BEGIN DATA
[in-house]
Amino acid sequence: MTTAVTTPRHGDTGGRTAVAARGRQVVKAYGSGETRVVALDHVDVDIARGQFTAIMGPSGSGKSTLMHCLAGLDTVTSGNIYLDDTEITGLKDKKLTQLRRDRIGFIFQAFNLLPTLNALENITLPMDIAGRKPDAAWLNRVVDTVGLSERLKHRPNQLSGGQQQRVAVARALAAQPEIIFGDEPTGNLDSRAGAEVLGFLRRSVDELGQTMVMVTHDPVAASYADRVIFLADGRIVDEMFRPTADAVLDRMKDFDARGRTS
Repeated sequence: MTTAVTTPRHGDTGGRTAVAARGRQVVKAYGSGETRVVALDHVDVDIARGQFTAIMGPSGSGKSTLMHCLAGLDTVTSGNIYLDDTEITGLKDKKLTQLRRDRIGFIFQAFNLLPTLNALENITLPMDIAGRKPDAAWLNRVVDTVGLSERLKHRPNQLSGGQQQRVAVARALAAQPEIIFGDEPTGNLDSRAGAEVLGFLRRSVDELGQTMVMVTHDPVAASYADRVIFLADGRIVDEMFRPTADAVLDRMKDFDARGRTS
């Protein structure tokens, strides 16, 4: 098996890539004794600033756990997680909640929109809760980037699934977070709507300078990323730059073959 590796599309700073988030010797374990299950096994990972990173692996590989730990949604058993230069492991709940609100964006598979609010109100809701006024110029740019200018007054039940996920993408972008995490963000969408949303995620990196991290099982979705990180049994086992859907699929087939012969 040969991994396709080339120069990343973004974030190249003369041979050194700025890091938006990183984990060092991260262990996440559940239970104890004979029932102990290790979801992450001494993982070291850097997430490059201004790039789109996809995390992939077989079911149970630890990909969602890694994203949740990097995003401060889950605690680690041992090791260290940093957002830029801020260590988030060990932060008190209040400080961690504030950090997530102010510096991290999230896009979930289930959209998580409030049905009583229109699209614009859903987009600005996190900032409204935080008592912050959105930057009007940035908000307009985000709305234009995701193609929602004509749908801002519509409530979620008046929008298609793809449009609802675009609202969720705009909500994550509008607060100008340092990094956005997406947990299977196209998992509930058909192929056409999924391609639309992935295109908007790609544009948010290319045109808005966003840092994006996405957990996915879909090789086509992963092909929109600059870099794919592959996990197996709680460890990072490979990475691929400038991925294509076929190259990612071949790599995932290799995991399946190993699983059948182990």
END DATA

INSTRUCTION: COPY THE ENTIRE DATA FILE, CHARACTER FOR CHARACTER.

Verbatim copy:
[in-house]
Amino acid sequence: MTTAVTTPRHGDTGGRTAVAARGRQVVKAYGSGETRVVALDHVDVDIARGQFTAIMGPSGSGKSTLMHCLAGLDTVTSGNIYLDDTEITGLKDKKLTQLRRDRIGFIFQAFNLLPTLNALENITLPMDIAGRKPDAAWLNRVVDTVGLSERLKHRPNQLSGGQQQRVAVARALAAQPEIIFGDEPTGNLDSRAGAEVLGFLRRSVDELGQTMVMVTHDPVAASYADRVIFLADGRIVDEMFRPTADAVLDRMKDFDARGRTS
Repeated sequence: MTTAVTTPRHGDTGGRTAVAARGRQVVKAYGSGETRVVALDHVDVDIARGQFTAIMGPSGSGKSTLMHCLAGLDTVTSGNIYLDDTEITGLKDKKLTQLRRDRIGFIFQAFNLLPTLNALENITLPMDIAGRKPDAAWLNRVVDTVGLSERLKHRPNQLSGGQQQRVAVARALAAQPEIIFGDEPTGNLDSRAGAEVLGFLRRSVDELGQTMVMVTHDPVAASYADRVIFLADGRIVDEMFRPTADAVLDRMKDFDARGRTS
């Protein structure tokens, strides 16, 4: 098996890539004794600033756990997680909640929109809760980037699934977070709507300078990323730059073959 590796599309700073988030010797374990299950096994990972990173692996590989730990949604058993230069492991709940609100964006598979609010109100809701006024110029740019200018007054039940996920993408972008995490963000969408949303995620990196991290099982979705990180049994086992859907699929087939012969 040969991994396709080339120069990343973004974030190249003369041979050194700025890091938006990183984990060092991260262990996440559940239970104890004979029932102990290790979801992450001494993982070291850097997430490059201004790039789109996809995390992939077989079911149970630890990909969602890694994203949740990097995003401060889950605690680690041992090791260290940093957002830029801020260590988030060990932060008190209040400080961690504030950090997530102010510096991290999230896009979930289930959209998580409030049905009583229109699209614009859903987009600005996190900032409204935080008592912050959105930057009007940035908000307009985000709305234009995701193609929602004509749908801002519509409530979620008046929008298609793809449009609802675009609202969720705009909500994550509008607060100008340092990094956005997406947990299977196209998992509930058909192929056409999924391609639309992935295109908007790609544009948010290319045109808005966003840092994006996405957990996915879909090789086509992963092909929109600059870099794919592959996990197996709680460890990072490979990475691929400038991925294509076929190259990612071949790599995932290799995991399946190993699983059948182990």